This week, Aaron and I discuss the emerging technology of vertical farming, which aims to solve a major crisis – the global food crisis. That’s huge. Think about this… we’ve gone from Amazon (AMZN) fixing how we receive our packages, Netflix (NFLX) solving how we watch major entertainment, Meta (META) solving how we connect with friends and loved ones, and so on. These were “problems” to solve. But now, tech has graduated to solving real-world problems, such as food security, energy outages, and supply shortages. And indoor farming widely looks to be the solution to a major worldwide problem.
Today, the global food crisis has reached a fever pitch. COVID-19, the Russia-Ukraine war, and myriad other factors have negatively impacted food production supply chains across the world. Vertical farming, in my opinion, is the most promising solution to this crisis.
By taking one smaller plot of land and growing food vertically in layers, we can increase productivity per square foot by 10X-plus. Now that farmable land is becoming scarcer, indoor farming allows us to start building up instead of out.
Right now, this tech is in its infancy. Most vertical farms in existence today are growing leafy greens, some vegetables – no meat or wheat production. But this is a great starting point. Long term, I envision skyscraper cities of farms. And that’s a world that can produce much more food than it presently can.
Why is this happening now? Geopolitical tensions have taken a hit to food production, and the world is feeling the urgency.
Diversifying to Combat Climate Change
Further, over the past few weeks, we’ve seen record-high temperatures around the globe. We’re beginning to feel the effects of climate change, and unfortunately, this is just the beginning. And it’s more incumbent than ever upon technology companies to intervene with next-generation solutions. With this top of mind, Aaron and I dive into alternative energy – and how it can help to combat these intense global affects.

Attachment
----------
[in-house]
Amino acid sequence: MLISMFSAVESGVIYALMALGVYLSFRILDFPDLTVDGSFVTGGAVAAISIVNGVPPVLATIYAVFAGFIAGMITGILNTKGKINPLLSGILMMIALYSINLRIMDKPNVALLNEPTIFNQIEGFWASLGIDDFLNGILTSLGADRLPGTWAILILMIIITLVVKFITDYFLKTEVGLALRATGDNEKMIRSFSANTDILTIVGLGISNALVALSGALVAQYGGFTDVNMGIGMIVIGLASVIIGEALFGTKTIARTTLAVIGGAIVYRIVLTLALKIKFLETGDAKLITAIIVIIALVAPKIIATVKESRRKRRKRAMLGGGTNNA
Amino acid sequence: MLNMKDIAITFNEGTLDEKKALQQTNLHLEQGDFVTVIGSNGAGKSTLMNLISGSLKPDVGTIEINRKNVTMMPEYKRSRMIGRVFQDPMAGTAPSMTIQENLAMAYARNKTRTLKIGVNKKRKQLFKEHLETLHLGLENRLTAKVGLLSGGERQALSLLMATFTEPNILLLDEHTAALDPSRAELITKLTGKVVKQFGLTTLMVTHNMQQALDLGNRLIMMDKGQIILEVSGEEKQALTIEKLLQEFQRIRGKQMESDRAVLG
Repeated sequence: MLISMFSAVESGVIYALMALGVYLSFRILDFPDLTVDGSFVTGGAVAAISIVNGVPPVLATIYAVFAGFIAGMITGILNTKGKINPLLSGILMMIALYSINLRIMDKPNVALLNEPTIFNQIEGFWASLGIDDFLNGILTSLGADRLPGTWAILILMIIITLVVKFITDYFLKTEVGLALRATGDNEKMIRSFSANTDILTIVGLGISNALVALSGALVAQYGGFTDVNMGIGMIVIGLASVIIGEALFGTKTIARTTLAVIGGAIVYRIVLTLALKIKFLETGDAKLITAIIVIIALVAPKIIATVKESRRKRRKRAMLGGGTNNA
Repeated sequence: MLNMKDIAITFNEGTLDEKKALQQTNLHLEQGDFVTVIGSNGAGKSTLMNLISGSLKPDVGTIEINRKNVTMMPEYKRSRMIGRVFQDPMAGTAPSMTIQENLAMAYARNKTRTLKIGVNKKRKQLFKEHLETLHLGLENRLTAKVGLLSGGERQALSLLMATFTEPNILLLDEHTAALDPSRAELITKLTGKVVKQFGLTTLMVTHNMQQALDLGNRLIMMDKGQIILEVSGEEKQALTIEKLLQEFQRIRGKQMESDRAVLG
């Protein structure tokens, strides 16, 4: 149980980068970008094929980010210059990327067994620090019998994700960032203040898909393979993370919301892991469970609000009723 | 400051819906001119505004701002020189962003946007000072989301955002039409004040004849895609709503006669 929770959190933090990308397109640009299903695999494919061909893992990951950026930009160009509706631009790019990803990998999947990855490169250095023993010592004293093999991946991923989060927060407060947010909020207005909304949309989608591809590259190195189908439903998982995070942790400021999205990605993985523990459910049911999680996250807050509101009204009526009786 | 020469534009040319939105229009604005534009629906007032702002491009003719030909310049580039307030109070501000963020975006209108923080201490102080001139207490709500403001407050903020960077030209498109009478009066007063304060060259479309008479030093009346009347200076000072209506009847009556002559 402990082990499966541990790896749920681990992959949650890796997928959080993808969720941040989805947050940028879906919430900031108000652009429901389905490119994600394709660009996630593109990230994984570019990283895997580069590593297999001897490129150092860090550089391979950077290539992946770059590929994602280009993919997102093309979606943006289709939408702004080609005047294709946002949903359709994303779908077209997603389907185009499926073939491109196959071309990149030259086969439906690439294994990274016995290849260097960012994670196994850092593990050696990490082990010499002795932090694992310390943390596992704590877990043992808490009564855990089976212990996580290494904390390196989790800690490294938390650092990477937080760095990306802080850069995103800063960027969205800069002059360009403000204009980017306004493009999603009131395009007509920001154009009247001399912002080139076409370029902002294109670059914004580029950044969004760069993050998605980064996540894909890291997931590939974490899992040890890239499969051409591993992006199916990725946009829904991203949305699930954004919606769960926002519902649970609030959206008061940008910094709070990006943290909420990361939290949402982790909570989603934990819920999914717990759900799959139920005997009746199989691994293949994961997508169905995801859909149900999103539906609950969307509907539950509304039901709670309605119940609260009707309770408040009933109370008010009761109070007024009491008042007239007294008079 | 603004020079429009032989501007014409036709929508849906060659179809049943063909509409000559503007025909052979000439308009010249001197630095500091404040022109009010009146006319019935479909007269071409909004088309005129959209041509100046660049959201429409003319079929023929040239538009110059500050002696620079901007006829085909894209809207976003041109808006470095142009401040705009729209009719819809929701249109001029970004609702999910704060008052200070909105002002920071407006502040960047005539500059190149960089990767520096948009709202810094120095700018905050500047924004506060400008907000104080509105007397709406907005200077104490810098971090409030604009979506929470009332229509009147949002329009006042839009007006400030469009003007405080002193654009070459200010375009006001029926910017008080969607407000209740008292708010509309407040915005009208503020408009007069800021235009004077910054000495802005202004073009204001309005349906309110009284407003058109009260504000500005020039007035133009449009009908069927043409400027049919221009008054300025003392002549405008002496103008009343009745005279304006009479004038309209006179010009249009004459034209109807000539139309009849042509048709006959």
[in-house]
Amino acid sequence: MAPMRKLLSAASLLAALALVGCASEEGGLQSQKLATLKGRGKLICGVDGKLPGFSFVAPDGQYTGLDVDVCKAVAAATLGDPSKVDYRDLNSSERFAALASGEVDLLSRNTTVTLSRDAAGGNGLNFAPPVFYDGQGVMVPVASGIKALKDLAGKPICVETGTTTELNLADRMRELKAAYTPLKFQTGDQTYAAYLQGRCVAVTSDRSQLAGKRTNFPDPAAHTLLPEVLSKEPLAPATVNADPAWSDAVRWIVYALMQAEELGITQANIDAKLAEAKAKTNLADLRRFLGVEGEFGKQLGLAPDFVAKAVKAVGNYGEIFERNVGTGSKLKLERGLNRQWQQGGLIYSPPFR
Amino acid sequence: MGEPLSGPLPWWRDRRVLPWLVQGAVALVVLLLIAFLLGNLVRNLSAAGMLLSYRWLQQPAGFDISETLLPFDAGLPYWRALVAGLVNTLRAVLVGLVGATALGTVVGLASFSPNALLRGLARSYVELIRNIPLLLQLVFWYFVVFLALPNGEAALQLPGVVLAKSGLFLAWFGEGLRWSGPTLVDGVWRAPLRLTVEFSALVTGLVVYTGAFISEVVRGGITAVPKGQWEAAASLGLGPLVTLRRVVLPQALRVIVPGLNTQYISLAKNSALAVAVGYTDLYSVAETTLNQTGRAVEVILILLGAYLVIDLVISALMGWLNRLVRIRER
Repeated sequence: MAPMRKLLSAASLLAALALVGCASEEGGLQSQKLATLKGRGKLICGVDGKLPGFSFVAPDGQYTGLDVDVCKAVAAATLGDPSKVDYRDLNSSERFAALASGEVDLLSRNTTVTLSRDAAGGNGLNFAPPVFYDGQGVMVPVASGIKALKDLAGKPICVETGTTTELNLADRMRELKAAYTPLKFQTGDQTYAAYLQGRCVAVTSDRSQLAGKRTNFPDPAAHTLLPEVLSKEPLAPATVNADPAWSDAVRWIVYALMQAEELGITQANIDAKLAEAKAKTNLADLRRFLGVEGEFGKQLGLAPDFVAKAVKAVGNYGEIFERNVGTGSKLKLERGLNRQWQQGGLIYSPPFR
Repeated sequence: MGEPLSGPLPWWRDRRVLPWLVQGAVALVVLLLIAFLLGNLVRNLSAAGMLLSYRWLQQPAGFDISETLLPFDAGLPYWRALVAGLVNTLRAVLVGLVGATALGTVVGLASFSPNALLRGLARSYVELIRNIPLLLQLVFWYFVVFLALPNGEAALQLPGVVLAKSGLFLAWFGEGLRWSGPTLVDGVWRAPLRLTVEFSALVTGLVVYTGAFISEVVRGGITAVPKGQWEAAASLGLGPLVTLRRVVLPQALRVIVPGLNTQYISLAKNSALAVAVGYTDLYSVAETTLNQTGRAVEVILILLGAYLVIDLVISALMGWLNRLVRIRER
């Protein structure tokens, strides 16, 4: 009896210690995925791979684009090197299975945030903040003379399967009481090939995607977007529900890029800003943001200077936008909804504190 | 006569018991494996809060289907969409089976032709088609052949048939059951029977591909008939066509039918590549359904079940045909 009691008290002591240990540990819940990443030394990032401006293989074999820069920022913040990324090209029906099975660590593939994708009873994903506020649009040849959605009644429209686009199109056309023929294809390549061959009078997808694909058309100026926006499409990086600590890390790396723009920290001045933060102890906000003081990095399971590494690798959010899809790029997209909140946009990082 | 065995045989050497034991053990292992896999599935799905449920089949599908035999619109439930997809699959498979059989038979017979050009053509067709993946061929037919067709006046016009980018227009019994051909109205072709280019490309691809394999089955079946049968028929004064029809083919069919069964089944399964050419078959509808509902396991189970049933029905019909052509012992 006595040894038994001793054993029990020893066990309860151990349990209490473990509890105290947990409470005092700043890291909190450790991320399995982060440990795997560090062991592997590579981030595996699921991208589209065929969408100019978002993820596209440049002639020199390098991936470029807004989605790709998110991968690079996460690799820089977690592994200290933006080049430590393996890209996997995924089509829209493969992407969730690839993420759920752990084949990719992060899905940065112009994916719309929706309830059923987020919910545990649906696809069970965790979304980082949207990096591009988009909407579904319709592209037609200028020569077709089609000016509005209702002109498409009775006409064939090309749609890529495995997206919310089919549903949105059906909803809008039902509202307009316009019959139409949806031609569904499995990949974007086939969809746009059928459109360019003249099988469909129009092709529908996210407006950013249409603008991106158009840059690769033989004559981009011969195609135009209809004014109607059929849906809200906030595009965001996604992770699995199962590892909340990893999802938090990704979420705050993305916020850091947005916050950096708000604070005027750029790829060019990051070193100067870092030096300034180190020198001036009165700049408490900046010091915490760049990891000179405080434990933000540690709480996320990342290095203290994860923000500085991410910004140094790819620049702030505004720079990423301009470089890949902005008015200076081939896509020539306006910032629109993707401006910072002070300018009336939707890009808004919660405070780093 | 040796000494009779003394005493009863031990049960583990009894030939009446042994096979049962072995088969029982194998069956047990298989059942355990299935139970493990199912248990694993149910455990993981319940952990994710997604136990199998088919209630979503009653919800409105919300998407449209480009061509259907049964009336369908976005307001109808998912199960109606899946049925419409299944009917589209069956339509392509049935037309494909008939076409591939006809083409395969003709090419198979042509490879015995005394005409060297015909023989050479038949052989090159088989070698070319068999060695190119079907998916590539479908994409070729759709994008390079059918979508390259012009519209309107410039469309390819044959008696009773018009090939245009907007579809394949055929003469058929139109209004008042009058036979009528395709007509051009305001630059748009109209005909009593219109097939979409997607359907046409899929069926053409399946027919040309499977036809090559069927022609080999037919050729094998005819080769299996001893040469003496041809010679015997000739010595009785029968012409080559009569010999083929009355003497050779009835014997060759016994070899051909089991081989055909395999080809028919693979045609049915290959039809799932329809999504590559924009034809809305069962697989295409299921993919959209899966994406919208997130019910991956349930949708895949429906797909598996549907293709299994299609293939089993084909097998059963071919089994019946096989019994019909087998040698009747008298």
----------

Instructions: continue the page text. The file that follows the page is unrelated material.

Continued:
Temperatures will continue to reach new extremes (in either direction), so we must develop new technologies to adjust to that. And with extreme sun and heat across much of the world, solar is one technology to take advantage of. Battery energy storage solutions are a big part of that. As are hydrogen and wind energy, which will both continue to grow as we shift toward a more sustainable power grid.
In sum, these intense heat waves and rolling blackouts just emphasize our need to create different types of electricity. Until this point, we’ve been reliant upon a sole energy source — natural gas. It’s time to diversify our energy.
Watch the episode at Hypergrowth Investing on YouTube.
On the date of publication, Luke Lango did not have (either directly or indirectly) any positions in the securities mentioned in this article.